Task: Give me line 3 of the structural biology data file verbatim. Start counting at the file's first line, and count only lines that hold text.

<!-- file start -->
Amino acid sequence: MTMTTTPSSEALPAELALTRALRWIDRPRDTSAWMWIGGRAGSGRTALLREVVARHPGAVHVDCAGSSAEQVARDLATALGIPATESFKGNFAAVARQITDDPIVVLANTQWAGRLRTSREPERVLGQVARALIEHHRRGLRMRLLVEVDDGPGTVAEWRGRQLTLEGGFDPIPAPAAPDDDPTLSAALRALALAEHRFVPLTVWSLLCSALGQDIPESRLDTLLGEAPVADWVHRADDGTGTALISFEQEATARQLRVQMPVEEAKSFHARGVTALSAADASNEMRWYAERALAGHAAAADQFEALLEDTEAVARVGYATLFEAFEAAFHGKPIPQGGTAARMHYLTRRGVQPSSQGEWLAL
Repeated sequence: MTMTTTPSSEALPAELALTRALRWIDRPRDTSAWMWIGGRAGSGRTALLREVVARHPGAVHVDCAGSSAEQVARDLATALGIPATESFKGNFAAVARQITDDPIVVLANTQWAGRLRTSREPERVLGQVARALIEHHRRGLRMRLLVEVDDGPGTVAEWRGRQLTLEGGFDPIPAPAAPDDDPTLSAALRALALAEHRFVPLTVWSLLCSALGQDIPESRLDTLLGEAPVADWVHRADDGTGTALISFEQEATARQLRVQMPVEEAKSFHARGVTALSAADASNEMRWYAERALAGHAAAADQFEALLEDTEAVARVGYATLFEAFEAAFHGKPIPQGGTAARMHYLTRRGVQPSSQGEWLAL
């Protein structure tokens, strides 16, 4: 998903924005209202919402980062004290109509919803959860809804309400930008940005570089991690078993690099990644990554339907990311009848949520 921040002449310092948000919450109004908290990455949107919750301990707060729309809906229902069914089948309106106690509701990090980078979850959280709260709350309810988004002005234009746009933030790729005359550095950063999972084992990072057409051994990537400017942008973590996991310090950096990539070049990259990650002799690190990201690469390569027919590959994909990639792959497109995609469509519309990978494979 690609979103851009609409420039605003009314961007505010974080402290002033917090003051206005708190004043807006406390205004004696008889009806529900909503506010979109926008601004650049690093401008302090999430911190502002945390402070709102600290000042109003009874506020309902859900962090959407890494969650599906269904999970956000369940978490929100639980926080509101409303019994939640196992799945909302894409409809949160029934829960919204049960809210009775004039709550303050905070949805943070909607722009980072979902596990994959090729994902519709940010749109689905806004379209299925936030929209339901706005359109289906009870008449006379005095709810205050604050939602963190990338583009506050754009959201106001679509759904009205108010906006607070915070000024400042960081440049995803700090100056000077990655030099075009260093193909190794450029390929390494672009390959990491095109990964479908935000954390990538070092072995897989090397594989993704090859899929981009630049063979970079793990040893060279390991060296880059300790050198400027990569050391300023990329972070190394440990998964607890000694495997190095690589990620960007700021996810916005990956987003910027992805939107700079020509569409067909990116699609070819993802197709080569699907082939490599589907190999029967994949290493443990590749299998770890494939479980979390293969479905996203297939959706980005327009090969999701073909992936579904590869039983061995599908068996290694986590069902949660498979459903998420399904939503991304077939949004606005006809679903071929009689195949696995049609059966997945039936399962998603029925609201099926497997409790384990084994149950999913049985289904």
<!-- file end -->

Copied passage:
């Protein structure tokens, strides 16, 4: 998903924005209202919402980062004290109509919803959860809804309400930008940005570089991690078993690099990644990554339907990311009848949520 921040002449310092948000919450109004908290990455949107919750301990707060729309809906229902069914089948309106106690509701990090980078979850959280709260709350309810988004002005234009746009933030790729005359550095950063999972084992990072057409051994990537400017942008973590996991310090950096990539070049990259990650002799690190990201690469390569027919590959994909990639792959497109995609469509519309990978494979 690609979103851009609409420039605003009314961007505010974080402290002033917090003051206005708190004043807006406390205004004696008889009806529900909503506010979109926008601004650049690093401008302090999430911190502002945390402070709102600290000042109003009874506020309902859900962090959407890494969650599906269904999970956000369940978490929100639980926080509101409303019994939640196992799945909302894409409809949160029934829960919204049960809210009775004039709550303050905070949805943070909607722009980072979902596990994959090729994902519709940010749109689905806004379209299925936030929209339901706005359109289906009870008449006379005095709810205050604050939602963190990338583009506050754009959201106001679509759904009205108010906006607070915070000024400042960081440049995803700090100056000077990655030099075009260093193909190794450029390929390494672009390959990491095109990964479908935000954390990538070092072995897989090397594989993704090859899929981009630049063979970079793990040893060279390991060296880059300790050198400027990569050391300023990329972070190394440990998964607890000694495997190095690589990620960007700021996810916005990956987003910027992805939107700079020509569409067909990116699609070819993802197709080569699907082939490599589907190999029967994949290493443990590749299998770890494939479980979390293969479905996203297939959706980005327009090969999701073909992936579904590869039983061995599908068996290694986590069902949660498979459903998420399904939503991304077939949004606005006809679903071929009689195949696995049609059966997945039936399962998603029925609201099926497997409790384990084994149950999913049985289904």